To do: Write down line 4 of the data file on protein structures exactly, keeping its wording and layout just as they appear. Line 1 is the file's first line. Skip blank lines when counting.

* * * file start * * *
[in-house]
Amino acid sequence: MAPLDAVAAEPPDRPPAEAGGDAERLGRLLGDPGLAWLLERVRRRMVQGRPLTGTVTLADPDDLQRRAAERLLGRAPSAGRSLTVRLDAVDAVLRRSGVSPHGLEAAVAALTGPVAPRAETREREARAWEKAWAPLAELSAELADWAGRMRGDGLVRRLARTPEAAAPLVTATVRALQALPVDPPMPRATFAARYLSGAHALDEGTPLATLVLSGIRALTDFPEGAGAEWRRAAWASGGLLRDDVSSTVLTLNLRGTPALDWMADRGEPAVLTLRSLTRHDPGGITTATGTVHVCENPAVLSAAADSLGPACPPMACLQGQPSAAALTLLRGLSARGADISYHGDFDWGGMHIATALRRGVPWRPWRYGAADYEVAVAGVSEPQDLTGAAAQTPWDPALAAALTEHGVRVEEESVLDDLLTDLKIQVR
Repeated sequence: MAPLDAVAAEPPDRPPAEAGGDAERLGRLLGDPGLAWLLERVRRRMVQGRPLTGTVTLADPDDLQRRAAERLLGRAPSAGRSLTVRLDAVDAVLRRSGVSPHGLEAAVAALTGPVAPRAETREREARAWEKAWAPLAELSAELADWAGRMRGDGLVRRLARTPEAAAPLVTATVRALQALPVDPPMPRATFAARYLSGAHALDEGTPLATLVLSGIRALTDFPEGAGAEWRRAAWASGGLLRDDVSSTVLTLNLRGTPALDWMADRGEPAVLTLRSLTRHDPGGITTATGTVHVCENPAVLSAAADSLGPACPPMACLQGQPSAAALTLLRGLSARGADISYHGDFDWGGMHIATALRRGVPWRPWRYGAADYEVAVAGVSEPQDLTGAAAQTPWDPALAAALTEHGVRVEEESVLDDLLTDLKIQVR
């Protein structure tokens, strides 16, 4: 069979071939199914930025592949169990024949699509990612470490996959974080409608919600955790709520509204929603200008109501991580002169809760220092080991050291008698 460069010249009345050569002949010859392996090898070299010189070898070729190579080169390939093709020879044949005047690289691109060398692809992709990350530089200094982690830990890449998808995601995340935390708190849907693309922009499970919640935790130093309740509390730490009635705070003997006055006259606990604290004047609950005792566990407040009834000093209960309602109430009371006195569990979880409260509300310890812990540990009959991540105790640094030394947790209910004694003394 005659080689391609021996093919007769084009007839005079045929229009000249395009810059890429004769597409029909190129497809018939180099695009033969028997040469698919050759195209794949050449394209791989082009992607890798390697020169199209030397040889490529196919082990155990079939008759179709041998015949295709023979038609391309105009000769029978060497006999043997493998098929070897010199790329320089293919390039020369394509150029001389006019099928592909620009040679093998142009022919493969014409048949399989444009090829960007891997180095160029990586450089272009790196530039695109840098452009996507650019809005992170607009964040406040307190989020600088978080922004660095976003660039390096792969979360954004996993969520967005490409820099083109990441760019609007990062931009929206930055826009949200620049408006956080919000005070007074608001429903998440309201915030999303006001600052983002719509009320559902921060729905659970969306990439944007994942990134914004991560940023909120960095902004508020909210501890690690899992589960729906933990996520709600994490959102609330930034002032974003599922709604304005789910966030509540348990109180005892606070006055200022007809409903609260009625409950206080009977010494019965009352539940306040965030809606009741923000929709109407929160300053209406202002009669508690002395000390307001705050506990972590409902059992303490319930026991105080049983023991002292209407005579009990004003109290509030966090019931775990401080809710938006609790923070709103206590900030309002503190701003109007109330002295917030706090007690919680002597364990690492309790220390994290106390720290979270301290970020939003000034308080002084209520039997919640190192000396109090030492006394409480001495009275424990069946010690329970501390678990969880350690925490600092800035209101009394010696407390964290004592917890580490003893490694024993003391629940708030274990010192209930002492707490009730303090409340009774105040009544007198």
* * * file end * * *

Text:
């Protein structure tokens, strides 16, 4: 069979071939199914930025592949169990024949699509990612470490996959974080409608919600955790709520509204929603200008109501991580002169809760220092080991050291008698 460069010249009345050569002949010859392996090898070299010189070898070729190579080169390939093709020879044949005047690289691109060398692809992709990350530089200094982690830990890449998808995601995340935390708190849907693309922009499970919640935790130093309740509390730490009635705070003997006055006259606990604290004047609950005792566990407040009834000093209960309602109430009371006195569990979880409260509300310890812990540990009959991540105790640094030394947790209910004694003394 005659080689391609021996093919007769084009007839005079045929229009000249395009810059890429004769597409029909190129497809018939180099695009033969028997040469698919050759195209794949050449394209791989082009992607890798390697020169199209030397040889490529196919082990155990079939008759179709041998015949295709023979038609391309105009000769029978060497006999043997493998098929070897010199790329320089293919390039020369394509150029001389006019099928592909620009040679093998142009022919493969014409048949399989444009090829960007891997180095160029990586450089272009790196530039695109840098452009996507650019809005992170607009964040406040307190989020600088978080922004660095976003660039390096792969979360954004996993969520967005490409820099083109990441760019609007990062931009929206930055826009949200620049408006956080919000005070007074608001429903998440309201915030999303006001600052983002719509009320559902921060729905659970969306990439944007994942990134914004991560940023909120960095902004508020909210501890690690899992589960729906933990996520709600994490959102609330930034002032974003599922709604304005789910966030509540348990109180005892606070006055200022007809409903609260009625409950206080009977010494019965009352539940306040965030809606009741923000929709109407929160300053209406202002009669508690002395000390307001705050506990972590409902059992303490319930026991105080049983023991002292209407005579009990004003109290509030966090019931775990401080809710938006609790923070709103206590900030309002503190701003109007109330002295917030706090007690919680002597364990690492309790220390994290106390720290979270301290970020939003000034308080002084209520039997919640190192000396109090030492006394409480001495009275424990069946010690329970501390678990969880350690925490600092800035209101009394010696407390964290004592917890580490003893490694024993003391629940708030274990010192209930002492707490009730303090409340009774105040009544007198």